If you've been following the DC2 Project car closely, you'll remember that a couple months back the decision was made to build the car into a more track-oriented vehicle. That meant a rollbar was welded in, courtesy of Robi-Spec, and rattled-canned black by yours truly to avoid rusting. The carpet was reinstalled to keep it somewhat street-worthy, but anything of significant weight was tossed. The sunroof was pulled and plugged by a carbon-fiber cap by lighter-faster.com, and just before the photo shoot for this issue, the heavy metal hatch and hood were replaced by carbon-fiber units from Seibon.

A total of 26 lbs were shaved by switching over to the Seibon parts. The OEM hood weighed 38 lbs, compared to the Seibon hood's 23 lbs, and the hatch saved 11 lbs over the OEM one, which tipped the scales at 29 lbs. A professional glass guy came and swapped the OE glass over, as it wasn't worth the trouble doing it myself. Costing just a tad over $100 for the removal and reinstallation, it was much cheaper than buying a new piece of glass and installing it. A Seibon carbon-fiber front lip and rear Type-R spoiler were added to change the look of the Integra because it hadn't received an exterior makeover since the JDM front end was installed. Those two products added 9 lbs, so they didn't come at much of a weight penalty.

Modp_1011_14_o+1999_acura_integra_gsr+metal_plate_lsd Photo 15/21   |   The MFactory Metal Plate LSD will maximize traction by distributing the power to the wheels equally, resulting in faster corner exit and lower lap times.

When the car was down at Sportcar Motion in San Diego, Loi Song and his crew not only cleaned up the engine bay (thanks, guys!) but also installed an MFactory 1.5-way clutch type metal plate limited slip differential and a 5.46 final drive. MFactory is a relatively new player in the LSD world, but it has proved itself in the Honda drag race scene, where many of the top cars are using their diffs. Road racers have also seen good success with their products, and we'll soon be putting the DC2 to the test and providing a full track review on how well the differential works in an upcoming issue.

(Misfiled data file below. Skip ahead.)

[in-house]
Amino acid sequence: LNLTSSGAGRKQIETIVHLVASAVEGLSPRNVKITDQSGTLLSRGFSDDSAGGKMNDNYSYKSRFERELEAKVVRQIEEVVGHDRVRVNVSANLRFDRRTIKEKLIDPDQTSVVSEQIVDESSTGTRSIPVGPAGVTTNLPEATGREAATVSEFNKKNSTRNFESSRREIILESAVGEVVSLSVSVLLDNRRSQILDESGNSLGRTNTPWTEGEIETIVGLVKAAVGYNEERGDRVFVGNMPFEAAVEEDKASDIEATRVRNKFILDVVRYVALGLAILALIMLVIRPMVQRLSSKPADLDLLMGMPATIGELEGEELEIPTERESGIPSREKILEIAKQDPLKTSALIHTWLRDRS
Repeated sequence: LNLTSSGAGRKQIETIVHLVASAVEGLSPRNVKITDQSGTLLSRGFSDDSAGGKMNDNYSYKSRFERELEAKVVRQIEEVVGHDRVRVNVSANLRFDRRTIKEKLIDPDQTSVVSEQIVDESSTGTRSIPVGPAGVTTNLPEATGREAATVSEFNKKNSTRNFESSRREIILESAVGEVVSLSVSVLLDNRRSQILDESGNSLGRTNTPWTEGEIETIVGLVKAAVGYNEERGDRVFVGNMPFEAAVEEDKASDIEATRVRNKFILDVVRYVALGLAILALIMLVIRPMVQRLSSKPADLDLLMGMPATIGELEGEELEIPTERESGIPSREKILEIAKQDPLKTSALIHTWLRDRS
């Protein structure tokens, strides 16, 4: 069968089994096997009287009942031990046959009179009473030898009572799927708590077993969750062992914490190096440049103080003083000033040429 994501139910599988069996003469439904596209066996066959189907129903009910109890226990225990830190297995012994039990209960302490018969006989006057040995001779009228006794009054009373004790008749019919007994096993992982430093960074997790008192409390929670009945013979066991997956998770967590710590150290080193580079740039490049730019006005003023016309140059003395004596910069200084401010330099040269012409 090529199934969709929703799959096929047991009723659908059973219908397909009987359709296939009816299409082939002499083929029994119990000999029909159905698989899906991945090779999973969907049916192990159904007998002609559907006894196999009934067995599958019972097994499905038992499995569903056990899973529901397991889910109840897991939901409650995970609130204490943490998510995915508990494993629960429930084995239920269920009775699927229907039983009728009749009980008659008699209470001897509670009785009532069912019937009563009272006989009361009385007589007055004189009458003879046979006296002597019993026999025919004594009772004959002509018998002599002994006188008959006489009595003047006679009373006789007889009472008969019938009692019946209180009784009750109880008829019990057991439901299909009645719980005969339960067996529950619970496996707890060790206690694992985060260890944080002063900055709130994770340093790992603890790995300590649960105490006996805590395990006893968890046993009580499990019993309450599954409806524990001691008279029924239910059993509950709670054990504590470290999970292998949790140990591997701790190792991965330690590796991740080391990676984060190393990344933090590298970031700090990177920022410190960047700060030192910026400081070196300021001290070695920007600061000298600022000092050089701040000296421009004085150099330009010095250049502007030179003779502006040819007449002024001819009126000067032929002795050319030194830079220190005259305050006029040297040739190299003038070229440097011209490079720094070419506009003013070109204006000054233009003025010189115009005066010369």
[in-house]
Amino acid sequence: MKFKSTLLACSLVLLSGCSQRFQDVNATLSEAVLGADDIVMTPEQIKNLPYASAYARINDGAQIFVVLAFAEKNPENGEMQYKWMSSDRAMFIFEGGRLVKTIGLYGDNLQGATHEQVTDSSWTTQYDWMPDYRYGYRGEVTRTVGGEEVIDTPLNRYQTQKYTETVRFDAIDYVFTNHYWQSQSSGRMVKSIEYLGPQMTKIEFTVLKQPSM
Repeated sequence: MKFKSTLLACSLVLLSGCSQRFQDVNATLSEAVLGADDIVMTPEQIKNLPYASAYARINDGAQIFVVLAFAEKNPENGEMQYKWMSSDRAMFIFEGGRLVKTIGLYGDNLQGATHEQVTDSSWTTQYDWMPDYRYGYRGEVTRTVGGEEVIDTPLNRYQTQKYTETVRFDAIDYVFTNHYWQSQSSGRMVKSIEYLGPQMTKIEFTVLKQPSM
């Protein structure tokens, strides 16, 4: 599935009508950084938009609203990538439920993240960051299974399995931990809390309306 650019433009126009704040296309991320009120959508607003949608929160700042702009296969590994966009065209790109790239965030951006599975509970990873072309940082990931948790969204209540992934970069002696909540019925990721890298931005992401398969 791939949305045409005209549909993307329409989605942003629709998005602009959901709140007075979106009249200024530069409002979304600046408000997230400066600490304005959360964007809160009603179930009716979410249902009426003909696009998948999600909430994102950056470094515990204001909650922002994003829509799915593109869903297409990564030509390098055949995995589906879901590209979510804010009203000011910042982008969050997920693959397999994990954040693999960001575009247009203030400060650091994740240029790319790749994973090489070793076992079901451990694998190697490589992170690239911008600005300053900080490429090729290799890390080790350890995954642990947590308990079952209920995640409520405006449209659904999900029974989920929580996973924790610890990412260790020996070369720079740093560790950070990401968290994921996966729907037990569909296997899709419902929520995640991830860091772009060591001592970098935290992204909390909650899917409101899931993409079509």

Modp_1011_15_o+1999_acura_integra_gsr+metal_plate_lsd Photo 16/21   |   1999 Acura Integra GS-R - Project DC2

While the transmission is apart, a shorter final drive is a great idea. The MFactory 5.46 final drive can provide a 24 percent increase in torque over the OEM 4.38 drive, which will improve acceleration quite a bit. It's a great way to improve lap times around a racetrack without adding more power to the engine, plus the fifth and sixth gears in the Type-S gearbox are known to be too long, so this helps the engine stay in the peak power zone in those gears.

Modp_1011_16_o+1999_acura_integra_gsr+hole_drilling Photo 17/21   |   1999 Acura Integra GS-R - Project DC2

The transmission mods should go a long way in our quest to build a legit track/street car. Considering the Integra had a hard time putting the power down in the corners at Buttonwillow, the LSD should shave at least a few seconds off its previous time; factor in the new final drive, and I'm hoping that a low 2-minute lap time is possible. Beyond that, we'll focus on chassis setup before embarking on some power mods.

Modp_1011_17_o+1999_acura_integra_gsr+type_r_wing Photo 18/21   |   Drilling holes into carbon is always risky because it can cause unwanted spider cracks. To minimize the chances, always use tape. You'll only need to drill four holes to get the rear Type-R spoiler to fit.
OEM VS. SEIBON CARBON WEIGHTS
STOCK SEIBON
Hood 38 lbs 23 lbs
Hatch 29 lbs 18 lbs
*OEM glass weight: 24 lbs
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Sources

Seibon Carbon
City of Industry, CA 91745
877-473-4266
http://www.seiboncarbon.com
Sportcar Motion
San Marcos, CA
760-597-0414
http://www.sportcarmotion.com
MFactory
Clinton, UT 84014
801-425-3844
http://www.teammfactory.com
By Peter Tarach
350 Articles